TAMPA — Donald Trump's latest campaign ad starts with the photo of an African American teenager in a football jersey, grinning for the camera and holding a football.
“Jas Shaw was a 17-year-old football star who was gunned just outside his home,” a narrator says as the words “gunned down” appear in white bold letters against a red background on top of the photo. “His killer? An illegal immigrant gang member who just got out of prison.”
The 30-second ad, which will soon air in South Carolina ahead of the Feb. 20 Republican primary, features Jas Shaw’s father, Jamiel Shaw, who has endorsed Trump for president and appeared on the campaign trail with him. In the ad, Shaw says Trump is the only candidate who will end illegal immigration.
“Trump is the only one saying: ‘You’re going to be dealt with. We’re going to enforce that,’ ” Shaw says in the ad. “We’re going to enforce that. That's a beautiful thing.”
Trump launched his presidential campaign in June by describing many illegal immigrants as violent criminals and rapists, a characterization that was quickly denounced by fellow Republicans and immigration activists as inaccurate and racist.
He doubled down on the statement and searched for examples to back up his assertion, which he lists off at campaign rallies: “Beautiful Kate,” the 31-year-old woman who police say was gunned down on a San Francisco pier in July by a Mexican national in the country illegally and who had already been deported five times. A California woman in her 60s who was raped, beaten and killed in August allegedly by a man illegally in the country who had been arrested six times in 15 months. And Jamiel Shaw Jr., known as Jas to his friends, the 17-year-old football star who was killed near his home in South Los Angeles in 2008.
Jas's father met Trump last summer as the billionaire faced accusations of racism for his comments. At a July 10 news conference with Trump at the Beverly Wilshire hotel in Beverly Hills, Calif., Shaw told reporters that political correctness has led Americans to ignore the rash of murders involving illegal immigrants.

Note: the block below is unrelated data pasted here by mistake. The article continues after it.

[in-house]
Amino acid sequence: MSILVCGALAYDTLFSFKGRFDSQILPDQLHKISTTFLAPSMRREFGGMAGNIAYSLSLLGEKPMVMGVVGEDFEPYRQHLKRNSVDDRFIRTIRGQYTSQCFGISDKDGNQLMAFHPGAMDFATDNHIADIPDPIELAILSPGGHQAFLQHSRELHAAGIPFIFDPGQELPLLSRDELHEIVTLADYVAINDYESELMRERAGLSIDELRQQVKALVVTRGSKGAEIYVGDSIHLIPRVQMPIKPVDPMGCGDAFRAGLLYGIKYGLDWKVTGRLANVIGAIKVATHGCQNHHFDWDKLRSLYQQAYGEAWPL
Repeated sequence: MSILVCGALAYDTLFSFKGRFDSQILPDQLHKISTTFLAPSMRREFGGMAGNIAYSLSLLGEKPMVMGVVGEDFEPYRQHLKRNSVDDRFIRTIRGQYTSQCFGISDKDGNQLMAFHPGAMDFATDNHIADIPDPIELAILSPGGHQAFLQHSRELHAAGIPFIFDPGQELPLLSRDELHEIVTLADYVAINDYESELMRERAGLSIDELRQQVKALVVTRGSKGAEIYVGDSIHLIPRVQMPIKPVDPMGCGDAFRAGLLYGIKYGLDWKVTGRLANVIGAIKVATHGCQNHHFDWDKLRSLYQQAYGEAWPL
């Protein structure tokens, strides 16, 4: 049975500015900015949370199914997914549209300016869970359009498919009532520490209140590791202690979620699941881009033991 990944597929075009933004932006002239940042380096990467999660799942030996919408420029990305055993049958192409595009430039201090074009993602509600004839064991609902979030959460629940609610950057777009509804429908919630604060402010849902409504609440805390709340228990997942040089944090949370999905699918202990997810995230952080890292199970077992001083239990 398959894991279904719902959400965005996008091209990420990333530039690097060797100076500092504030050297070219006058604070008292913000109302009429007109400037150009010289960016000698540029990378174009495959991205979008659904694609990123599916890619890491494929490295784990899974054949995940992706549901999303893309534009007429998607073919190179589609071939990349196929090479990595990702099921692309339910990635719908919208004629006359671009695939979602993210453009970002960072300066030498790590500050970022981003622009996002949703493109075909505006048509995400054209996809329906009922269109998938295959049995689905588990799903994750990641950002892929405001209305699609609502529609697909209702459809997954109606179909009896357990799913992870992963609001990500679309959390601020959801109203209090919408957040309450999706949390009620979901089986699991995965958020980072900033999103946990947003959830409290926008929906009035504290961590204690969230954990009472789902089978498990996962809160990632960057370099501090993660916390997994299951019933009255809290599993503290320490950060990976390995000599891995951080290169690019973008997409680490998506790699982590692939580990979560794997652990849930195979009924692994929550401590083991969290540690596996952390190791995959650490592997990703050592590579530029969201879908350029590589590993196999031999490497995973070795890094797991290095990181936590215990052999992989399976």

Trump has also met with members of the Remembrance Project, a nonprofit group started in 2009 to “honor and remember Americans who have been killed by illegal aliens.”
“To me, he said it right,” Shaw said, according to local media reports from last summer. “You don’t have to know how to say everything, you just have to have action. … He’s telling the truth.”
The next day, Shaw appeared with Trump at a rally in Phoenix and again defended the candidate. Shaw spoke emotionally about how he was “one of those hands-on dads” who worked hard to raise “a good kid” who got high grades, did the right thing and stayed out of trouble. When Jas was 5, Shaw started training his son to be a football player. In high school, his son was an early star and was in contact with recruiters at Stanford University.
On March 2, 2008, Shaw’s son went to the mall with friends and talked with his dad as he was walking home. A few minutes after they hung up, Shaw heard gunshots, “really loud, really crispy.” He tried calling his son but there was no answer. He ran outside and found his son’s body in the street. Later police would say that two gang members mistook Shaw for a member of a rival gang because he was wearing a Spiderman backpack. In November 2012, Pedro Espinoza was sentenced to death for Shaw's murder.
“After all that, you know, I found out that the guy that killed him was illegally in the country — come on,” Shaw said at the rally in Phoenix in July. “I thought that somebody black did it.”
Shaw also accompanied Trump to a December rally in Las Vegas and is now featured in the ad released on Friday. A discussion about immigration is often accompanied by a discussion of race, and Shaw has become Trump’s assistant in having that discussion — especially ahead of the primary in South Carolina, where more than 27 percent of the population is black. The ad doesn’t mention the races of Jas Shaw or the man who killed him, but it shows their photos side by side.
“We don’t know what’s going on — that’s why we need Donald Trump,” Shaw said at the rally in Las Vegas. “He feels what we feel. I mean, he feels what we feel. He’s just like us, you know? I know that now.”